"Aerial view" by U.S. National Park Service , public domain

Anacapa Island

Map and Guide

brochure Anacapa Island - Map and Guide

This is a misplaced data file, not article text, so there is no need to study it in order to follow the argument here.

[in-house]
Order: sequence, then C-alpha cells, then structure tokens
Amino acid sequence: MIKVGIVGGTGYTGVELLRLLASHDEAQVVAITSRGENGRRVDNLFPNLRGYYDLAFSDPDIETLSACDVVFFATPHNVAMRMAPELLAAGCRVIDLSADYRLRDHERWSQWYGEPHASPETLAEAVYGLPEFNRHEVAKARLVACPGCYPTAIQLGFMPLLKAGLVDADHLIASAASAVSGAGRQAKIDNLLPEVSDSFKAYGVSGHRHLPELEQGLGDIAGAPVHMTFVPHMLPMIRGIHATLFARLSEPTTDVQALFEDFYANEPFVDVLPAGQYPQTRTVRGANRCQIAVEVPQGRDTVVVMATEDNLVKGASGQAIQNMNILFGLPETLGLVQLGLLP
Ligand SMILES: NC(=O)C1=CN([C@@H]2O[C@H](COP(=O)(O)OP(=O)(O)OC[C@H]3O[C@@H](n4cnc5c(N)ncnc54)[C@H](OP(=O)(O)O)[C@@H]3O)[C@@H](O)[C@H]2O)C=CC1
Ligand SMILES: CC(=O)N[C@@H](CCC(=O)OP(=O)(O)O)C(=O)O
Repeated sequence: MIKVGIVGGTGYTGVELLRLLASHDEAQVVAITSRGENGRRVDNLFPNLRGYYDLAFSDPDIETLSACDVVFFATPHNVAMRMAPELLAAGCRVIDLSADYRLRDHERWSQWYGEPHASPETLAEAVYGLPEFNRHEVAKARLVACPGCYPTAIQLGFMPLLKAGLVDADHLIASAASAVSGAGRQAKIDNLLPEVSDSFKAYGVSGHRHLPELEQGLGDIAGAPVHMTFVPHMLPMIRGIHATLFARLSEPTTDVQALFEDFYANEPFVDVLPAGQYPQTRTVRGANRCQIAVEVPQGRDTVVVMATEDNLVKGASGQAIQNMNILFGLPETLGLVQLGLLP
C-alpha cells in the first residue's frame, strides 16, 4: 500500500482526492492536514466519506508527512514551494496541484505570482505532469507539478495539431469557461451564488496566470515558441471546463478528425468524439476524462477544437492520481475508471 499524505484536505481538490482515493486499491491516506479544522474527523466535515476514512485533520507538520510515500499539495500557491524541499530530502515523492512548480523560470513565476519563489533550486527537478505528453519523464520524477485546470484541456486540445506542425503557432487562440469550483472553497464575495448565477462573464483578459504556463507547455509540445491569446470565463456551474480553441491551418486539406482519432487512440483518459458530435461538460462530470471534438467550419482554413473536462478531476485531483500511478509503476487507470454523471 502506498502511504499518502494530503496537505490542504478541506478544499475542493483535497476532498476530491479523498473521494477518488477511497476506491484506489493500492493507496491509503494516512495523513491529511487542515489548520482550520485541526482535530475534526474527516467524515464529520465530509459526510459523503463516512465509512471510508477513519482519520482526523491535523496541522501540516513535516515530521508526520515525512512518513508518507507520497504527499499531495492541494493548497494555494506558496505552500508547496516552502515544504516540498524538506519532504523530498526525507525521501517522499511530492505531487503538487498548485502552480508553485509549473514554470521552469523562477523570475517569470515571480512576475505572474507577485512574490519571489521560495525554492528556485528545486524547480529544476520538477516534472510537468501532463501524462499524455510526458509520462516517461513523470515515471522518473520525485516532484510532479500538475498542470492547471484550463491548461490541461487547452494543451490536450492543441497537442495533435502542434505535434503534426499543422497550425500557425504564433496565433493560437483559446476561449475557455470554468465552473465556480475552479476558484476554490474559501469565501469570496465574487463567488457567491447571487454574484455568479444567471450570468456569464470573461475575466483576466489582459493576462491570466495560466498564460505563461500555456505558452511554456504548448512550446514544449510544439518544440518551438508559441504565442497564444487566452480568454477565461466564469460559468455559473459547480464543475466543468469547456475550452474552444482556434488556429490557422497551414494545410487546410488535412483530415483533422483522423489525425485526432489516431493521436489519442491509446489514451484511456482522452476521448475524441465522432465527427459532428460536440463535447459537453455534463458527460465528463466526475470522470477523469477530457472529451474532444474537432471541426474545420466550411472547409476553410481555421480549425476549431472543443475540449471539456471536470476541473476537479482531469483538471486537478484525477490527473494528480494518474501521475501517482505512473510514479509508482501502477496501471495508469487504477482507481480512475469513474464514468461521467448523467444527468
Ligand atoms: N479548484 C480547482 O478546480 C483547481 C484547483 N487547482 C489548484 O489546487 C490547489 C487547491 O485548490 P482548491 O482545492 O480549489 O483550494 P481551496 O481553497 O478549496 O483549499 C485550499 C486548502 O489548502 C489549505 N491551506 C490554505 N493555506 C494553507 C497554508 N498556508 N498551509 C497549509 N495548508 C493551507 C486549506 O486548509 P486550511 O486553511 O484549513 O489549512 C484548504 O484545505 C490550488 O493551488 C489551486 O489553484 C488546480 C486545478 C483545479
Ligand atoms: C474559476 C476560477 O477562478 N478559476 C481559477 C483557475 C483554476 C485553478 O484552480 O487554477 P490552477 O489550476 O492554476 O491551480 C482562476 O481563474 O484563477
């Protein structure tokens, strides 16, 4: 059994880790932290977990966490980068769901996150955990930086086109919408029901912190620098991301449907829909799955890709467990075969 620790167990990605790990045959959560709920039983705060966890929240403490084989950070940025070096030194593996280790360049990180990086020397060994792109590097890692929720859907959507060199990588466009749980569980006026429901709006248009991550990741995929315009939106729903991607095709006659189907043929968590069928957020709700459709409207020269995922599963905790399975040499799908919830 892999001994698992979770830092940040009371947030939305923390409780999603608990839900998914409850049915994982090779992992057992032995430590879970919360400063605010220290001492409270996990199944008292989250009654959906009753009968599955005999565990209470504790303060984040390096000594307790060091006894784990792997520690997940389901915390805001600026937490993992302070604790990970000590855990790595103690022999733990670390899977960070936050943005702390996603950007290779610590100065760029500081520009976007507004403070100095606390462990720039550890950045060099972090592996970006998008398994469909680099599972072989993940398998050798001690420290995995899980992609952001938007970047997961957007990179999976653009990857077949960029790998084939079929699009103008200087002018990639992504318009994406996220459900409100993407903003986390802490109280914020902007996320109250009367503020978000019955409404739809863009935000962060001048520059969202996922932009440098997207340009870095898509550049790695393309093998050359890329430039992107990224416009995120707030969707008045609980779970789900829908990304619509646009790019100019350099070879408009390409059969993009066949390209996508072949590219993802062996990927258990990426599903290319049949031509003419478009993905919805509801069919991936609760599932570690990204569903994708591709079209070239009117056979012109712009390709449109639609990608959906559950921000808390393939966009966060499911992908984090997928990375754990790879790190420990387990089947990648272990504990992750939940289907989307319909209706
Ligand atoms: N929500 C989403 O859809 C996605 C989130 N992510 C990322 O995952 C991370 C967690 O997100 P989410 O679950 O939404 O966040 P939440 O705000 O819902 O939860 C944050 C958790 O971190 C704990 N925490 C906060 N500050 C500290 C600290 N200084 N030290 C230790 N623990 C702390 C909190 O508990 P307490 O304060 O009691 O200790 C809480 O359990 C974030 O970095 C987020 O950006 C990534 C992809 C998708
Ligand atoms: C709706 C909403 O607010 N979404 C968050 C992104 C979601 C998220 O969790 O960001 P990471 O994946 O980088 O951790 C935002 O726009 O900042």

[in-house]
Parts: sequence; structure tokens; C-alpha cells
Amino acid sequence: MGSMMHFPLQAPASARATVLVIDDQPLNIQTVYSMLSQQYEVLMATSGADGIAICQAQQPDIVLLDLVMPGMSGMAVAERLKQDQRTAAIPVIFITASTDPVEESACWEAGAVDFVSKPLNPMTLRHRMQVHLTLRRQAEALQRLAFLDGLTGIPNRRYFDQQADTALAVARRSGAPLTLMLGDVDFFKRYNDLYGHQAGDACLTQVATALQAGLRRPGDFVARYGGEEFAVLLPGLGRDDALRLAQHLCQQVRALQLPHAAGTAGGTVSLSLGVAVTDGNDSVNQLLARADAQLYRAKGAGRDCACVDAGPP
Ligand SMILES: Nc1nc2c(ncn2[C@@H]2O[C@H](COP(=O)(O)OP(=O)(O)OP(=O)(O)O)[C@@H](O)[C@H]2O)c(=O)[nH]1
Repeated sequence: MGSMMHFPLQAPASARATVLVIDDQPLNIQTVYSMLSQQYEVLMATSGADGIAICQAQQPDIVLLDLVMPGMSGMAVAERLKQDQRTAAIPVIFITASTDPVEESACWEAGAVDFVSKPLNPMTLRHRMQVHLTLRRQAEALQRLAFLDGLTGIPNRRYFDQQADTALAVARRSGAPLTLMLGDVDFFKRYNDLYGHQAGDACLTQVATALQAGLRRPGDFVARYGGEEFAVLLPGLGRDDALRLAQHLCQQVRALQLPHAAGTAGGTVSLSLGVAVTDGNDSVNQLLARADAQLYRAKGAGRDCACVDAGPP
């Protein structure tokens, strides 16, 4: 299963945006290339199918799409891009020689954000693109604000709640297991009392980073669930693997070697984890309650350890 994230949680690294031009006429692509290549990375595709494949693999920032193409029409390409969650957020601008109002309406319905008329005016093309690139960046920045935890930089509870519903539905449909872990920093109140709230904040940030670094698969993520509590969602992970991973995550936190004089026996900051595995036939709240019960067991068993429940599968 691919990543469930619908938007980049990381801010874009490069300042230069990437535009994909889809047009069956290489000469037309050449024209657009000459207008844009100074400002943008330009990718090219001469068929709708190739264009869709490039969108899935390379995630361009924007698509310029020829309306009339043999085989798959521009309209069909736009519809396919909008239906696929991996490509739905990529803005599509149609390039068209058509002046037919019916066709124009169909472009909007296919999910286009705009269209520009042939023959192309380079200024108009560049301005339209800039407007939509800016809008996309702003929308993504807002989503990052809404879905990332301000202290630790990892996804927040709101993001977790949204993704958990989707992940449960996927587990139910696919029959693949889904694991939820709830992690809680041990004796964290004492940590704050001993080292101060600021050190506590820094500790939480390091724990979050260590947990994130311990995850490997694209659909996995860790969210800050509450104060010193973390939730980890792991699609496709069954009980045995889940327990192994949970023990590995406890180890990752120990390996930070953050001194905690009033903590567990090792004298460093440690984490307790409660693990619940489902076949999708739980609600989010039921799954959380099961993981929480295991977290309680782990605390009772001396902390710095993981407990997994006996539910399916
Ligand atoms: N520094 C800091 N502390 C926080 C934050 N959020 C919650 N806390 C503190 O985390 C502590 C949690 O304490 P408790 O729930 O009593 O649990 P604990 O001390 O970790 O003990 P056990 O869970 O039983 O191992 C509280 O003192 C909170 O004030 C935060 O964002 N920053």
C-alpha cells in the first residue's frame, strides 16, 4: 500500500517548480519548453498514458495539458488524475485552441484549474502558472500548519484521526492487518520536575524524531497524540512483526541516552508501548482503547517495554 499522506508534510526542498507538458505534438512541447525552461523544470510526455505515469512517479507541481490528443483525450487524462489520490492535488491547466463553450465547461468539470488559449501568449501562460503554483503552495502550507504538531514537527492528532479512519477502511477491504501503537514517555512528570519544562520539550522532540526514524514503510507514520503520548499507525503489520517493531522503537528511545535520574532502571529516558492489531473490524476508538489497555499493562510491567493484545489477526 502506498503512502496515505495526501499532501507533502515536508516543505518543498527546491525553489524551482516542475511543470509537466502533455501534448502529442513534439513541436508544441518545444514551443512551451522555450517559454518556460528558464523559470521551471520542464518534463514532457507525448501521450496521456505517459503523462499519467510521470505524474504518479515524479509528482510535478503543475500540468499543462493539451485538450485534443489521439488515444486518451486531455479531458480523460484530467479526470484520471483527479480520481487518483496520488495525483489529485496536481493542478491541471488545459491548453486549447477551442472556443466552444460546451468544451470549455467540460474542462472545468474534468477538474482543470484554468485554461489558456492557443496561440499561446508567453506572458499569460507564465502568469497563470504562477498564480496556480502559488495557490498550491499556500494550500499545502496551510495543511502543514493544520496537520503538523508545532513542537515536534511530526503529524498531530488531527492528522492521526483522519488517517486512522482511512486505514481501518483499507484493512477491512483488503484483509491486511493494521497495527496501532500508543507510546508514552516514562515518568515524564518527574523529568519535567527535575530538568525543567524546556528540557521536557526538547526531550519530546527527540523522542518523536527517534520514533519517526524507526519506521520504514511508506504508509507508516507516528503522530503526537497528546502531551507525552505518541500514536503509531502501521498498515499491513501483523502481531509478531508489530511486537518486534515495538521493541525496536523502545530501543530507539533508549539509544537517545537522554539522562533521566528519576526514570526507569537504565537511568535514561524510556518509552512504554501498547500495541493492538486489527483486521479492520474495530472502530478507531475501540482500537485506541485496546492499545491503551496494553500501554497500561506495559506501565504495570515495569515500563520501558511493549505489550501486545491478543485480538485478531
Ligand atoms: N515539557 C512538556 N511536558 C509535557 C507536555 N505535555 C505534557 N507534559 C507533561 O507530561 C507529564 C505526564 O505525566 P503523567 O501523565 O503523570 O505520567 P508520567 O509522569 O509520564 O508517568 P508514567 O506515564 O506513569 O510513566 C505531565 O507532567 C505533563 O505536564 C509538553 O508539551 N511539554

National Park Service U.S. Department of the Interior Channel Islands National Park EAST ANACAPA ISLAND MAP & GUIDE East Anacapa Island Arch Rock Landing Cove Cathedral Cove 2 3 1 2 Inspiration Point 7 6 5 Lighthouse 4 3 Campground, Restroom Pinniped Point Visitor Center, Ranger Station, Picnic Tables, Restrooms /4 1 How to use this trail guide There are two routes indicated on the map above. Both routes begin at the visitor center. You may take the lower trail located in front of the buildings, which leads to Cathedral Cove. Or you may take the upper trail located behind the buildings, which leads to Pinniped Point. Both routes cover the same information. For variety, we recommend you take the opposite route back. Before beginning your exploration of Anacapa please note a few rules that will ensure your safety and protect the plants and animals on the island. /2 mile 1 Stay a safe distance back from cliff edges. The soil on the cliffs is unstable, and many of the overlooks are undercut. Do not risk your safety for a “better” view. Stay on the marked trails. Many of the plants on Anacapa are fragile, the soil is easily eroded, and off-trail travel disrupts roosting and nesting seabirds. No collecting. The park’s natural and cultural resources are protected by federal law. Please, leave Anacapa as you find it so that others may also enjoy the island. East Anacapa Island: A World of Isolation A peaceful silence surrounds the tile-roofed buildings below the lighthouse on Anacapa. It is a silence that is accented by an occasional call of a foghorn, a cry from a gull flying overhead, or the bellow of a protective male sea lion below. It is a reminder that Anacapa is an island, a world apart, isolated from the mainland by eleven miles of ocean. Isolation is an important facet of life on all the Channel Islands. It has fostered the evolution of plants and animals found nowhere else in the world. Plants and animals that are unique to a certain location are called endemic species. Isolation, essential for a species to become endemic, allows these creatures to become well adapted to their unique environment. Isolation has also played a major role in shaping human activities on Anacapa. The island’s separation from the mainland, as well as its steep cliffs, have limited and directed human use and occupation of Anacapa for thousands of years. TRAIL STOP 1 Lighthouse Complex At 11:00 pm on December 2, 1853, a frightening jolt woke the passengers aboard the side-wheel steamer Winfield Scott. Rushing on deck, they discovered that the ship had run aground in dense fog. Water poured into the ship’s hold through two gaping holes in its wooden hull. Boarding the lifeboats, the passengers rowed to safety on Middle Anacapa Island, but the Winfield Scott was lost. Its remains lie submerged off the island’s north shore. Despite the wrecking of the Winfield Scott and other ships off Anacapa’s coast, a light was not placed on the island until 1912. Because of Anacapa’s isolation, and the difficulties of building and supplying such a remote station, the first light was an unmanned, acetylene beacon placed atop a fifty-foot-tall metal tower. Responding to requests for better navigation aids along the Santa Barbara Channel, the Bureau of Lighthouses replaced the beacon with a lighthouse containing a 3rd-order Fresnel lens in 1932. The lens is now on display in the Anacapa Island Visitor Center. Buildings to support the lighthouse were constructed in the Spanish Revival style, characterized by tile roofs, stucco walls, and arched openings. The light station resembled a small town, with four residences flanking a main street that led to the powerhouse, oil house, general services building, fog signal building, lighthouse, water tank building, and other support structures. A series of ninety steps with two landings and a crane were built to transport people and gear from the landing cove to the top of the steep cliff. Anacapa’s isolation has always presented special challenges to island residents. Food, water, and other supplies must be shipped from the mainland and hoisted up the steep slopes at the Landing Cove. Power is supplied by solar energy supplemented by generators; communications are by radio and cell phone. TRAIL STOP 2 Iceplant Meadow Water Tank Building Native plants that develop in isolation are often vulnerable to competition from hardier, alien species introduced by humans. In the 1940s and 50s light-station residents brought red-flowered iceplant (Malephora crocea) to Anacapa for landscaping and erosion control. The plant spread rapidly in disturbed soil and overwhelmed native plants, reducing diverse natural vegetation and food sources on which native animals, including seabirds depend. In the past, this iceplant, with its thick fleshy green leaves and large red flowers, covered about 20 percent of east Anacapa like a red and green carpet. To restore Anacapa’s native vegetation, park staff, cooperators, and volunteers removed red-flowered iceplant and replanted cleared areas with native plants grown from island-collected seed. Native species that were restored include coreopsis, alkali heath, gum plant, yarrow, needlegrass, California barley, giant ryegrass, liveforever, buckwheat, and goldenbush. To ensure the recovery of the island’s native vegetation, the park will continue to remove other nonnative plants, including other species of ice plant, and replace them with a variety of native plants. How do you obtain water in an environment that lacks springs, streams, or wells and cannot be reached by pipeline? For hundreds of years Anacapa’s isolation and arid climate limited human activities on the island. Today fresh water must be transported to Anacapa by boat. From the Landing Cove it is pumped uphill to this large wooden building resembling a church, which houses two, 55,000gallon redwood water tanks. The “church” was constructed around the tanks to preserve them from the weather and protect the water supply from contamination. During the early years, a catchment pad located near Pinniped Point collected and fed water to these tanks. The collection basin was abandoned due to roosting seabirds, unreliable rainfall, and the ability to deliver water by vessels. TRAIL STOP 3 Pinniped Point Cathedral Cove FOR YOUR SAFETY PLEASE REMAIN BEHIND THE RAILROAD TIES Stand atop the bluffs at Pinniped Point or Cathedral Cove and watch sea lions haul out and sun themselves on the narrow, rocky shoreline. The isolated beaches scattered along Anacapa’s northern and southern shores offer harbor seals and sea lions an ideal combination of safety from predators and freedom from human disturbance. Even Anacapa’s isolation could not protect these and other sea mammals from human predation. Fur hunters exploited the large communities of sea otters near the Channel Islands. Fur seals, elephant seals, and sea lions were also killed for their fur, hides, and oil. Even sea lion whiskers were a popular commodity. Gentlemen used them for pipe cleaners. Sea mammal hunting ended in the early 1900s and laws now protect these marine species. Today harbor seals and sea lions regularly breed on Anacapa’s rocky beaches. Their protected populations are nearly recovered from centuries of slaughter. TRAIL STOP 4 Eastern Terrace Overlook Flocks of sheep grazed Anacapa’s grassy terraces from 1869 until the 1930s. On East Anacapa sheep ranching ended in 1912 when the first light beacon was constructed. In 1917 as many as five hundred sheep ran on Anacapa. Sheep ranchers found that Anacapa’s isolation offered several advantages. Unlike their mainland counterparts, the flocks were safe from coyotes and wild dogs. They also could be left to wander freely with no need for fences. But isolation created disadvantages as well. Shearers had to be transported by boat to the island, and seafaring poachers were constant nuisances. With no natural source of fresh water except early morning dew, the animals licked moisture from each other’s coats and the vegetation. The sheep devoured the native vegetation. When forage was especially scarce the sheep had to be removed from the island by boat. Sheep ranching on Anacapa ended in 1938 when the islets came under the jurisdiction of the National Park Service. Today the widespread presence of introduced grasses such as wild oats, foxtails, and brome are evidence of this period in Anacapa’s history. TRAIL STOP 5 Chumash Midden Imagine traveling the open sea in a twentyfoot wooden canoe. Now imagine that this canoe was made of carefully fitted planks sewn together with cord woven from vegetable fibers. The seams are caulked and sealed with tar to make them waterproof. The Chumash Indians traveled to Anacapa in canoes, called tomols. The evidence of their visits lies beneath your feet. The tiny fragments of broken shell glittering in the soil are part of a midden, an archeological site containing remnants of their culture. Twenty-seven archeological sites mark the Chumash presence on Anacapa. They made seasonal trips to the island to fish, hunt sea mammals, and gather shellfish. Anacapa Island was an important stop on the shortest route between the mainland and the islands, especially Santa Cruz Island immediately to the west. Although Anacapa offered the Chumash a rich variety of marine foods, other items were not available and had to be brought aboard the tomols. The lack of a reliable water supply limited the voyagers to short visits on the island. The name Anacapa comes from the Chumash word anyapakh, which means “mirage” or “everchanging.” Anacapa is the only Channel Island with a name that is derived from Chumash. TRAIL STOP 6 Coreopsis Forest Each spring Anacapa’s coreopsis, or tree sunflower, undergoes a marvelous transformation. For a few brief weeks in March and April the plant’s tall, bare trunks disappear beneath masses of bright green foliage with showy yellow blossoms. Coreopsis survives the lengthy dry season—nine or ten months each year—by remaining dormant. The plant’s brittle, seemingly lifeless stems are easily damaged or broken. Anacapa’s isolation and the absence of large animals that might trample them protect coreopsis during this dormancy. Native plants found in association with coreopsis include island morning glory, gumplant, Indian pink, and golden yarrow. Please be careful to stay on the designated path and not disturb or walk on the island vegetation. TRAIL STOP 7 Inspiration Point FOR YOUR SAFETY PLEASE REMAIN WELL AWAY FROM CLIFF EDGES A cool, salty mist fills the air at Inspiration Point. Graceful gulls and pelicans soar above the foaming waves that surge across the narrow, rocky strait separating East and Middle Anacapa. Seven different species of marine birds nest on Anacapa, including western gulls, California brown pelicans, double-crested cormorants, Brandt’s cormorants, pelagic cormorants, pigeon guillemots, and Xantus’ murrelets. Twentytwo different species of land birds breed on the island and many other birds stop over during migration. The western gull rookery on East Anacapa is one of the main breeding colonies on the Channel Islands. Gulls have a surprisingly high chick mortality rate, as much as sixty percent. Anacapa’s isolation and freedom from predators such as foxes and nonnative rats are crucial for these seabirds to successfully breed and rear their young. On the north slopes of West Anacapa, California brown pelicans typically nest and raise their young from January through October. In fact, West Anacapa has the largest and most consistently used brown pelican nesting colony on the West Coast of the United States. Brown pelicans will abandon their nests if disturbed, leaving the eggs and chicks defenseless against predators such as gulls and ravens. A serious disturbance can cause an entire colony to be abandoned. For this reason Anacapa’s isolation is a critical factor in the successful nesting of these seabirds. Except for the beach at Frenchy’s Cove, West Anacapa is designated as a Research Natural Area and is closed to the public. From Inspiration Point you can return by the same trail or follow the longer route that loops through the lower terrace. Either way, you will experience Anacapa’s unique beauty. You will also notice how isolation has allowed endemic species such as island morning glory and live-forever to flourish on the island. Today the populations of harbor seals, sea lions, and other sea mammals are recovering from the massive hunts of the eighteenth and nineteenth centuries. The spread of alien plants such as iceplant and European grasses, as well as increased erosion along the trails, continues to threaten Anacapa’s natural resources. Anacapa Island’s unique resources were first recognized in 1938, when the island was proclaimed a national monument. The protection was reaffirmed and strengthened in 1980 when Anacapa was included in the newly established Channel Islands National Park. The National Park Service is preserving the island’s native plant and animal communities and its historical and archeological features for future generations to study and enjoy. National Park Service U.S. Department of the Interior Channel Islands National Park 1901 Spinnaker Drive Ventura, CA 93001 805-658-5730 nps.gov/chis Written by Bill McCawley Illustrated by Jean M. Keast Printed in the USA on recycled paper EXPERIENCE YOUR AMERICA ™